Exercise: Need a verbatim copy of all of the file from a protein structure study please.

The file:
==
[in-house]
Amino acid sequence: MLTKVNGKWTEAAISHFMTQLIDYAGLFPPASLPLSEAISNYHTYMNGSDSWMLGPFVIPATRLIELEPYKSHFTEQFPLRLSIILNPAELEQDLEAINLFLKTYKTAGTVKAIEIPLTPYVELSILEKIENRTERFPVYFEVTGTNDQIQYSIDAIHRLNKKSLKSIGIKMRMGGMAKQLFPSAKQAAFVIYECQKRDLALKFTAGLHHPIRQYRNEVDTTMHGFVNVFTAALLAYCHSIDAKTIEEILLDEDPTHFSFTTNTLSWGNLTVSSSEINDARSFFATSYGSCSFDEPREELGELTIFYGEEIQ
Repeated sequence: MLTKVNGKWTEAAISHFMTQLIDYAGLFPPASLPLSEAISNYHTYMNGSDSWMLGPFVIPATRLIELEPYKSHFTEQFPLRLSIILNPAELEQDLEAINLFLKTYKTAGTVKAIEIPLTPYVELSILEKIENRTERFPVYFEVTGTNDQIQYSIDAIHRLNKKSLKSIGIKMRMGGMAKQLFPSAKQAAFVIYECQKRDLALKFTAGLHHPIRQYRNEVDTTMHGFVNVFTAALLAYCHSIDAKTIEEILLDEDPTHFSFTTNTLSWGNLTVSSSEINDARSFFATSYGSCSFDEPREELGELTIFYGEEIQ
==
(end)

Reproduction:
[in-house]
Amino acid sequence: MLTKVNGKWTEAAISHFMTQLIDYAGLFPPASLPLSEAISNYHTYMNGSDSWMLGPFVIPATRLIELEPYKSHFTEQFPLRLSIILNPAELEQDLEAINLFLKTYKTAGTVKAIEIPLTPYVELSILEKIENRTERFPVYFEVTGTNDQIQYSIDAIHRLNKKSLKSIGIKMRMGGMAKQLFPSAKQAAFVIYECQKRDLALKFTAGLHHPIRQYRNEVDTTMHGFVNVFTAALLAYCHSIDAKTIEEILLDEDPTHFSFTTNTLSWGNLTVSSSEINDARSFFATSYGSCSFDEPREELGELTIFYGEEIQ
Repeated sequence: MLTKVNGKWTEAAISHFMTQLIDYAGLFPPASLPLSEAISNYHTYMNGSDSWMLGPFVIPATRLIELEPYKSHFTEQFPLRLSIILNPAELEQDLEAINLFLKTYKTAGTVKAIEIPLTPYVELSILEKIENRTERFPVYFEVTGTNDQIQYSIDAIHRLNKKSLKSIGIKMRMGGMAKQLFPSAKQAAFVIYECQKRDLALKFTAGLHHPIRQYRNEVDTTMHGFVNVFTAALLAYCHSIDAKTIEEILLDEDPTHFSFTTNTLSWGNLTVSSSEINDARSFFATSYGSCSFDEPREELGELTIFYGEEIQ